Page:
A centuries-old Kent pub that hit hard times is cutting the mustard again, thanks to a shabby-chic makeover and food from a Gordon Ramsay-trained chef
I can’t really claim any credit for discovering “the Woolly”. We were invited to a wedding and it’s run by the same family that own the wedding venue.
From Ashford station, our taxi wound past tangled hedgerows and half-timbered houses to picturesque Tenterden and this lopsided-looking 15th-century inn, once used by drovers taking sheep to market.
The Woolpack had fallen on hard times but landlord Rob Cowan, who breeds pigs as well as hosting weddings on his farm nearby, saw its potential. A shabby-chic makeover – lick of Farrow and Ball paint, homemade sausages for that field-to-fork tag – and the Woolly was up and running again last year.
It has a higgledy-piggledy charm, and food that’s a step up from your average gastropub, courtesy of new chef Josh Fallon (who did a stint at Gordon Ramsay’s Maze in Mayfair). Think roast pigeon breast, celeriac dauphinoise, smoked parsnip, cherries, girolles and port reduction, washed down with local wines. Tenterden is surrounded by vineyards and the Woolly buys from Chapel Down and Biddenden Vineyards, both open to visitors.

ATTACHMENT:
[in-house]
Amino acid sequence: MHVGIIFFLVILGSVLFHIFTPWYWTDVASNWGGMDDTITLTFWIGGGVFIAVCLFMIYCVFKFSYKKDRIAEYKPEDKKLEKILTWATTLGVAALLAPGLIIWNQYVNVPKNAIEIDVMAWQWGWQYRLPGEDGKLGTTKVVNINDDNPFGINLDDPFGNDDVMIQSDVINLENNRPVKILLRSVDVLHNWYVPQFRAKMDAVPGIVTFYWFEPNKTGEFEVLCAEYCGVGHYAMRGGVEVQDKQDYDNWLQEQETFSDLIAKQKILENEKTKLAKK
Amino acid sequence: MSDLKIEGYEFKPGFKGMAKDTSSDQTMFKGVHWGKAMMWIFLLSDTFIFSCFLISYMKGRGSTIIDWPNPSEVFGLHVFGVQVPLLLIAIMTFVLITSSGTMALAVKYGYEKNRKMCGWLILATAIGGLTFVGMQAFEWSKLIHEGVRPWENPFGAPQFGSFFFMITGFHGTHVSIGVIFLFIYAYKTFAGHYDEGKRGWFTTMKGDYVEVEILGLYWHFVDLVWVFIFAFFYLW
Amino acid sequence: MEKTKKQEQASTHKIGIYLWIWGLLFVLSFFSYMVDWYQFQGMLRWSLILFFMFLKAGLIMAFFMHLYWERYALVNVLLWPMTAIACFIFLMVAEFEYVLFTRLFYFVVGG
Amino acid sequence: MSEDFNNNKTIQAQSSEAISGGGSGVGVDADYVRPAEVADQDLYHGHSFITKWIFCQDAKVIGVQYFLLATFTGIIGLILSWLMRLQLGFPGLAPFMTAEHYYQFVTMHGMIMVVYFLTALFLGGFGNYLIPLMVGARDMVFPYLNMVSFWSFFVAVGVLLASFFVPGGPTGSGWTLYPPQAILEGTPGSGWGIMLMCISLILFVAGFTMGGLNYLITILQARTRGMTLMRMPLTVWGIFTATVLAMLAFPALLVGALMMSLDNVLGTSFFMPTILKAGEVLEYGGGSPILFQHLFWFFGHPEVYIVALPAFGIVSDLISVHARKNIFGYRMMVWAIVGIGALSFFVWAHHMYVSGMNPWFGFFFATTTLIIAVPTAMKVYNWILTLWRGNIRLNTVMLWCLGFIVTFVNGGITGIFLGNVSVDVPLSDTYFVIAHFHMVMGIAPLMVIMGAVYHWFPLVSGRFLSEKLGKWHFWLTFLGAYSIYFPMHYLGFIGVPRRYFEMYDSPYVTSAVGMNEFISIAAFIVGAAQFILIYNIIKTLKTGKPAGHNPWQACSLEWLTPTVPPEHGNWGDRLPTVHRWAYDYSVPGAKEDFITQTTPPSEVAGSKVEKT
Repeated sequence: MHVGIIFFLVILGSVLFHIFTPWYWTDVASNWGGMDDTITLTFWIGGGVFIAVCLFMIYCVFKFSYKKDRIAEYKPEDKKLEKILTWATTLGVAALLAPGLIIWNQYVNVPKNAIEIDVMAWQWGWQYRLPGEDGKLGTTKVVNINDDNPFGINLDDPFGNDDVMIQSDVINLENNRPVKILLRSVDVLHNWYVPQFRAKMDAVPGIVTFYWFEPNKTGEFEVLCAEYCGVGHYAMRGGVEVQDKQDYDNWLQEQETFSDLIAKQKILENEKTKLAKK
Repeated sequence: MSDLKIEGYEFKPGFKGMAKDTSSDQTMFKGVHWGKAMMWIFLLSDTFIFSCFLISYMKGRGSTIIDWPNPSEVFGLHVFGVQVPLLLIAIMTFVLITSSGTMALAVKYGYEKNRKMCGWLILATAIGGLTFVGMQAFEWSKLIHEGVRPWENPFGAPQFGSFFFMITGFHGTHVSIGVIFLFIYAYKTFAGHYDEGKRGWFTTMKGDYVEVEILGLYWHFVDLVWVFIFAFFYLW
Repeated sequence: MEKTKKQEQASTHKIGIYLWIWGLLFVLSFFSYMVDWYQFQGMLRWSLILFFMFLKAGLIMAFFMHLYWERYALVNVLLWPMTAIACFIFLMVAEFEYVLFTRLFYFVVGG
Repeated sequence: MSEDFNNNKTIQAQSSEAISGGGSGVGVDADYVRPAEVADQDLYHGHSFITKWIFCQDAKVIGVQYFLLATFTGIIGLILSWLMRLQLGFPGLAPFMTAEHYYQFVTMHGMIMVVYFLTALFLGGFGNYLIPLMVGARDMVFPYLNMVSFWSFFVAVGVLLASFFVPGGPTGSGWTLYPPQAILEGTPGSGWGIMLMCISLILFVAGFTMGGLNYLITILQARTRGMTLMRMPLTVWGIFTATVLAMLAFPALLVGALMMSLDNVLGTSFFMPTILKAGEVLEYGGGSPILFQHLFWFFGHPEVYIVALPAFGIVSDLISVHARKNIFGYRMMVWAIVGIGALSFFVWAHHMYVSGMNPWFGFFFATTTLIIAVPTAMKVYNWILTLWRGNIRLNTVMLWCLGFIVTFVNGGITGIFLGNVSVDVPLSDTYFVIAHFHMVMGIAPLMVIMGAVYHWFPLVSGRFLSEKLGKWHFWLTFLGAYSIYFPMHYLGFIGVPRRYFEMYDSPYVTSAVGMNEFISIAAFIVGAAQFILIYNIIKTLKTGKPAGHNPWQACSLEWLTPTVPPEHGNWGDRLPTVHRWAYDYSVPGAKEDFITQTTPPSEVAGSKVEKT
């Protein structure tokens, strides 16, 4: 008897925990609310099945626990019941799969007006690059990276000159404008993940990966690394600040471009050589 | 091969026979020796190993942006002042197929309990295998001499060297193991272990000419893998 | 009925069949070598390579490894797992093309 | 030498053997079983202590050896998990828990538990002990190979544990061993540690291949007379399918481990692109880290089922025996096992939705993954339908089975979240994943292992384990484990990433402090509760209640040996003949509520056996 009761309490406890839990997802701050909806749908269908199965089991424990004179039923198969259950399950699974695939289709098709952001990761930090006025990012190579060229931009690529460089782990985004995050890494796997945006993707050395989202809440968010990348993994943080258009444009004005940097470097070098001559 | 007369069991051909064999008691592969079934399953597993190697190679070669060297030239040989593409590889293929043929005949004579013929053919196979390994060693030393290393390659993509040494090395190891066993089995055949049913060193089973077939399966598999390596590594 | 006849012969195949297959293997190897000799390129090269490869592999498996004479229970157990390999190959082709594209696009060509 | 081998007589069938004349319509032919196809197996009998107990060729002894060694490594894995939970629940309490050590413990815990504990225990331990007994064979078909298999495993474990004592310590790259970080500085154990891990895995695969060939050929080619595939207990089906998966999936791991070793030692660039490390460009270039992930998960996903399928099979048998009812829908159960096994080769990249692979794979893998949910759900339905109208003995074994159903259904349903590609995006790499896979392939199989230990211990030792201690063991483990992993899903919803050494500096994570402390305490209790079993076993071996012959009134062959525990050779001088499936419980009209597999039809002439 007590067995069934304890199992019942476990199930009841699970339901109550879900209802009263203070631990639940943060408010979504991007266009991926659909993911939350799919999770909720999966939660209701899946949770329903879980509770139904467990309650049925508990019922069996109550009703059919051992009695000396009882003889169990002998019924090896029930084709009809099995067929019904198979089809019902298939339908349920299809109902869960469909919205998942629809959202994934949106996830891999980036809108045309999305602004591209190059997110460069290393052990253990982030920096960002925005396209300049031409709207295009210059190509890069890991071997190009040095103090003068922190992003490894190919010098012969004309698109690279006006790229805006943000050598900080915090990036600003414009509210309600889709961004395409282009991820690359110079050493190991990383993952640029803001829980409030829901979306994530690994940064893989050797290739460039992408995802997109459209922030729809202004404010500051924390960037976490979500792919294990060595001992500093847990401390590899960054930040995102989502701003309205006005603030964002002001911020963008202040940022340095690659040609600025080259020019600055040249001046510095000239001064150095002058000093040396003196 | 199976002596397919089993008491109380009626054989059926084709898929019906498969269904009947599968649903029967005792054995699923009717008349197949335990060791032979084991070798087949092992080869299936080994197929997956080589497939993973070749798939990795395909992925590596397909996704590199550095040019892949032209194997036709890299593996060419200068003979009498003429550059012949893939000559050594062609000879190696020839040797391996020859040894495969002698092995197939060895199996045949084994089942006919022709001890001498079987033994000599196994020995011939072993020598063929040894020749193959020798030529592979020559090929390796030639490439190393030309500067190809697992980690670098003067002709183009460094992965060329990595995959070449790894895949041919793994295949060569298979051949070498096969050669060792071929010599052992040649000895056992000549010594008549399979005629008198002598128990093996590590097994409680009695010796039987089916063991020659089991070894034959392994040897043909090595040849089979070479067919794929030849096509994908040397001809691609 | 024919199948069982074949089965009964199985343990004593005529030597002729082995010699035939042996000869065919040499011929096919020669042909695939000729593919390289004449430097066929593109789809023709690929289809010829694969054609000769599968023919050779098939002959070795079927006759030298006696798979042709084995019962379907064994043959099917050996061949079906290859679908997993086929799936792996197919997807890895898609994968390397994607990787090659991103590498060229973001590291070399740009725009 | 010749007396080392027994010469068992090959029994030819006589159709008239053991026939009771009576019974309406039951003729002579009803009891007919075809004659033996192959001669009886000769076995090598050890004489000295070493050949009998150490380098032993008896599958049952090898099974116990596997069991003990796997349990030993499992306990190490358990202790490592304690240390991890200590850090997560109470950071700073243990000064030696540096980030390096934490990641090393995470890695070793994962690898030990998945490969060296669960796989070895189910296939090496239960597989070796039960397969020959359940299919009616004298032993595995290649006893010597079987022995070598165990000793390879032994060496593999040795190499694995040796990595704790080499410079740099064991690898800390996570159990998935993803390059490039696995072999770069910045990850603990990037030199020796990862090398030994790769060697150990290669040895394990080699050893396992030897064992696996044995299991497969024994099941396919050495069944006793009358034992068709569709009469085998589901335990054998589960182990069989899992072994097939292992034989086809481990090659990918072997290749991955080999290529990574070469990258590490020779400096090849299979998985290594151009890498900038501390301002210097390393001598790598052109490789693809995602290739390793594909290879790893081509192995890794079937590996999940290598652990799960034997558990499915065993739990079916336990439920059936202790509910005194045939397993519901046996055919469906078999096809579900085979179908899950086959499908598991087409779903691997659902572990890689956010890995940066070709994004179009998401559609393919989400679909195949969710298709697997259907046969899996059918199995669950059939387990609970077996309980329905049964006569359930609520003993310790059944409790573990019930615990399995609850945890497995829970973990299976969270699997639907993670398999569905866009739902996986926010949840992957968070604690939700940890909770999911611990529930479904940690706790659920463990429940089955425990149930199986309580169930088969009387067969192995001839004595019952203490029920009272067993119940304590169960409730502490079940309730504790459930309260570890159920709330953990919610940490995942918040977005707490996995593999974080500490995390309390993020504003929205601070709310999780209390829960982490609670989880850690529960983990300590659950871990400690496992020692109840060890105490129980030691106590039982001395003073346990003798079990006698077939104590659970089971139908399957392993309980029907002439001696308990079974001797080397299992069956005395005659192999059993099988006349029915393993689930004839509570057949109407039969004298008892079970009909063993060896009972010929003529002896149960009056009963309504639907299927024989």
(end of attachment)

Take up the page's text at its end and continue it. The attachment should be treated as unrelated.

In the bar, the uneven flagstone floor is scattered with weathered leather armchairs and old wooden tables topped with wine bottles streaked with wax. Nooks, crannies and a log fire make it cosy.
Coir matting-clad stairs creak up to the six rooms. All are different in style and colour scheme (mine was calamine lotion, unfortunately conjuring memories of childhood sunburn), with sloping ceilings – and floors. Rooms at the front face the High Street; those at the back, like mine, look over 12th-century St Mildred’s church. My huge bed had a faded floral bedspread with piles of pillows, and there was a mannequin in the corner of the room.
After the wedding at Brick House Farm – a Darling Buds fantasy with ducks, chickens and pond – we got back to the Woolly about midnight. The bar was still buzzing – there’s regular live music and it has lost none of its pubbyness. Collapsing on to my marshmallow mattress, I lost consciousness to laughter drifting up from the bar – and woke to ringing bells. If my headache had been worse I might not have appreciated the impressive – and lengthy – performance, but luckily I love the sound of church bells.
Straggling down to breakfast, a few of our party looked a little green but most managed the full fry-up, including sausages of unimpeachable provenance and barely a tiptoe of a carbon footprint.